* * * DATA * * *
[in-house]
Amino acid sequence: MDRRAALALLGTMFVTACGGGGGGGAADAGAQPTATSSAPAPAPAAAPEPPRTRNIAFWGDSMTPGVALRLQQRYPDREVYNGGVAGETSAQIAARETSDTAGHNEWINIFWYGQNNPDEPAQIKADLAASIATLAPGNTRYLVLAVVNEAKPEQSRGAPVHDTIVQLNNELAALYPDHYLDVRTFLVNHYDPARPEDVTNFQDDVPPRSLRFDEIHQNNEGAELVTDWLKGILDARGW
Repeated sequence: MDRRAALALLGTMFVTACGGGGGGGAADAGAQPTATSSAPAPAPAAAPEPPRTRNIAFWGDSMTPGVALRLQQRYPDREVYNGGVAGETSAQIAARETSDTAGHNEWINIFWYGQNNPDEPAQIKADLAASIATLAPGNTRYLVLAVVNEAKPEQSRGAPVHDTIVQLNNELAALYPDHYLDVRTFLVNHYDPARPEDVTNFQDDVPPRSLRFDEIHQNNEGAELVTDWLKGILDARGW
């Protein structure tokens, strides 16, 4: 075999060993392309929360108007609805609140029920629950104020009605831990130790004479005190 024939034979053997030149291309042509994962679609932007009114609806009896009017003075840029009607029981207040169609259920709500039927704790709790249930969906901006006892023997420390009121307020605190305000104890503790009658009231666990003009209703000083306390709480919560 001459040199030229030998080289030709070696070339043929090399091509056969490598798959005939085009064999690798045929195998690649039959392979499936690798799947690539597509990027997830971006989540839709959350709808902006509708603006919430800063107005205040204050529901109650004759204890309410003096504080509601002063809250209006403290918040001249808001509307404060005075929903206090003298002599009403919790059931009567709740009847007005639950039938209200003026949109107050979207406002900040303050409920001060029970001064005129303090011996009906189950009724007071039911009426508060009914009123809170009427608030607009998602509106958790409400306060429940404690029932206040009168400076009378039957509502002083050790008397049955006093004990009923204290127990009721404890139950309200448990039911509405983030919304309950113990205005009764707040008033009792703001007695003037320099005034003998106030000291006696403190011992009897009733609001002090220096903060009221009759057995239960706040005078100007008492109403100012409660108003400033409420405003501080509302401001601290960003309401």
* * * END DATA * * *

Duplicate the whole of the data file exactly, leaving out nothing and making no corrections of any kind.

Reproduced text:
[in-house]
Amino acid sequence: MDRRAALALLGTMFVTACGGGGGGGAADAGAQPTATSSAPAPAPAAAPEPPRTRNIAFWGDSMTPGVALRLQQRYPDREVYNGGVAGETSAQIAARETSDTAGHNEWINIFWYGQNNPDEPAQIKADLAASIATLAPGNTRYLVLAVVNEAKPEQSRGAPVHDTIVQLNNELAALYPDHYLDVRTFLVNHYDPARPEDVTNFQDDVPPRSLRFDEIHQNNEGAELVTDWLKGILDARGW
Repeated sequence: MDRRAALALLGTMFVTACGGGGGGGAADAGAQPTATSSAPAPAPAAAPEPPRTRNIAFWGDSMTPGVALRLQQRYPDREVYNGGVAGETSAQIAARETSDTAGHNEWINIFWYGQNNPDEPAQIKADLAASIATLAPGNTRYLVLAVVNEAKPEQSRGAPVHDTIVQLNNELAALYPDHYLDVRTFLVNHYDPARPEDVTNFQDDVPPRSLRFDEIHQNNEGAELVTDWLKGILDARGW
């Protein structure tokens, strides 16, 4: 075999060993392309929360108007609805609140029920629950104020009605831990130790004479005190 024939034979053997030149291309042509994962679609932007009114609806009896009017003075840029009607029981207040169609259920709500039927704790709790249930969906901006006892023997420390009121307020605190305000104890503790009658009231666990003009209703000083306390709480919560 001459040199030229030998080289030709070696070339043929090399091509056969490598798959005939085009064999690798045929195998690649039959392979499936690798799947690539597509990027997830971006989540839709959350709808902006509708603006919430800063107005205040204050529901109650004759204890309410003096504080509601002063809250209006403290918040001249808001509307404060005075929903206090003298002599009403919790059931009567709740009847007005639950039938209200003026949109107050979207406002900040303050409920001060029970001064005129303090011996009906189950009724007071039911009426508060009914009123809170009427608030607009998602509106958790409400306060429940404690029932206040009168400076009378039957509502002083050790008397049955006093004990009923204290127990009721404890139950309200448990039911509405983030919304309950113990205005009764707040008033009792703001007695003037320099005034003998106030000291006696403190011992009897009733609001002090220096903060009221009759057995239960706040005078100007008492109403100012409660108003400033409420405003501080509302401001601290960003309401």